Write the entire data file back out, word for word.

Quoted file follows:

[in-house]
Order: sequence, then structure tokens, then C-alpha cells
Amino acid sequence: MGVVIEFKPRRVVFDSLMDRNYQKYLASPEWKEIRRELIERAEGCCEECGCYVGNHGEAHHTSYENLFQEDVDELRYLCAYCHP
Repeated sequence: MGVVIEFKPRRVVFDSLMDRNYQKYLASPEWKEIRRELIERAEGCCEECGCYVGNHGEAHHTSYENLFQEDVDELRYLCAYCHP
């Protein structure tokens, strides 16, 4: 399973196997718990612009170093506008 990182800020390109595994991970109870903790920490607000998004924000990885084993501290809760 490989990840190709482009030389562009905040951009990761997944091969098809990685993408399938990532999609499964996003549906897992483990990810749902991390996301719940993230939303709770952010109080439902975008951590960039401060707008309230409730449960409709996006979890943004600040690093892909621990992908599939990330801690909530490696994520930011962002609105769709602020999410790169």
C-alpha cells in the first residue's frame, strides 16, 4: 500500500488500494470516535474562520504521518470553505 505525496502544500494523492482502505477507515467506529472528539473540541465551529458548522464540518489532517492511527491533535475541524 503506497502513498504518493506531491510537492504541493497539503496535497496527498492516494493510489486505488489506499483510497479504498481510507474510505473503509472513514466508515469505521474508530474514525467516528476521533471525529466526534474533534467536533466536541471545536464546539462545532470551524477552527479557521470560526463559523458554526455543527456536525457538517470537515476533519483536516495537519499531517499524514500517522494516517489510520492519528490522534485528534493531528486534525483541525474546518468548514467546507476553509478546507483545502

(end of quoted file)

[in-house]
Order: sequence, then structure tokens, then C-alpha cells
Amino acid sequence: MGVVIEFKPRRVVFDSLMDRNYQKYLASPEWKEIRRELIERAEGCCEECGCYVGNHGEAHHTSYENLFQEDVDELRYLCAYCHP
Repeated sequence: MGVVIEFKPRRVVFDSLMDRNYQKYLASPEWKEIRRELIERAEGCCEECGCYVGNHGEAHHTSYENLFQEDVDELRYLCAYCHP
């Protein structure tokens, strides 16, 4: 399973196997718990612009170093506008 990182800020390109595994991970109870903790920490607000998004924000990885084993501290809760 490989990840190709482009030389562009905040951009990761997944091969098809990685993408399938990532999609499964996003549906897992483990990810749902991390996301719940993230939303709770952010109080439902975008951590960039401060707008309230409730449960409709996006979890943004600040690093892909621990992908599939990330801690909530490696994520930011962002609105769709602020999410790169």
C-alpha cells in the first residue's frame, strides 16, 4: 500500500488500494470516535474562520504521518470553505 505525496502544500494523492482502505477507515467506529472528539473540541465551529458548522464540518489532517492511527491533535475541524 503506497502513498504518493506531491510537492504541493497539503496535497496527498492516494493510489486505488489506499483510497479504498481510507474510505473503509472513514466508515469505521474508530474514525467516528476521533471525529466526534474533534467536533466536541471545536464546539462545532470551524477552527479557521470560526463559523458554526455543527456536525457538517470537515476533519483536516495537519499531517499524514500517522494516517489510520492519528490522534485528534493531528486534525483541525474546518468548514467546507476553509478546507483545502